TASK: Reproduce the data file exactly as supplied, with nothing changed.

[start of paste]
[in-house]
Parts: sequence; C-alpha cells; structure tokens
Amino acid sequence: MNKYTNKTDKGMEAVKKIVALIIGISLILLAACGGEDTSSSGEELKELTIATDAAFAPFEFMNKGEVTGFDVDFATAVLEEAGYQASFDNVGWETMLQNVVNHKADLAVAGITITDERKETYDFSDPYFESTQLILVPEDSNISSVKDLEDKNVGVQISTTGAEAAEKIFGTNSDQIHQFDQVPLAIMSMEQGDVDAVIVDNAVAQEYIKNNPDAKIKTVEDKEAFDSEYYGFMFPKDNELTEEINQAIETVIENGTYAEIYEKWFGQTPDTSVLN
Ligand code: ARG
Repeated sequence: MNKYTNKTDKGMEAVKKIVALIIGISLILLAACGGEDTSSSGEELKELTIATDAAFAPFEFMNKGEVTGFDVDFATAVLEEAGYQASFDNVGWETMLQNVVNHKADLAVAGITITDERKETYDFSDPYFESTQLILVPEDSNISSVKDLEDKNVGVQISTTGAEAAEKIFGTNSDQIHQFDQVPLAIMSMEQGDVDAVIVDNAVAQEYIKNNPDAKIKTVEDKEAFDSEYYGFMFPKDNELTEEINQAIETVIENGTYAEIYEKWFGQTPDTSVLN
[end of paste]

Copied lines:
[in-house]
Parts: sequence; C-alpha cells; structure tokens
Amino acid sequence: MNKYTNKTDKGMEAVKKIVALIIGISLILLAACGGEDTSSSGEELKELTIATDAAFAPFEFMNKGEVTGFDVDFATAVLEEAGYQASFDNVGWETMLQNVVNHKADLAVAGITITDERKETYDFSDPYFESTQLILVPEDSNISSVKDLEDKNVGVQISTTGAEAAEKIFGTNSDQIHQFDQVPLAIMSMEQGDVDAVIVDNAVAQEYIKNNPDAKIKTVEDKEAFDSEYYGFMFPKDNELTEEINQAIETVIENGTYAEIYEKWFGQTPDTSVLN
Ligand code: ARG
Repeated sequence: MNKYTNKTDKGMEAVKKIVALIIGISLILLAACGGEDTSSSGEELKELTIATDAAFAPFEFMNKGEVTGFDVDFATAVLEEAGYQASFDNVGWETMLQNVVNHKADLAVAGITITDERKETYDFSDPYFESTQLILVPEDSNISSVKDLEDKNVGVQISTTGAEAAEKIFGTNSDQIHQFDQVPLAIMSMEQGDVDAVIVDNAVAQEYIKNNPDAKIKTVEDKEAFDSEYYGFMFPKDNELTEEINQAIETVIENGTYAEIYEKWFGQTPDTSVLN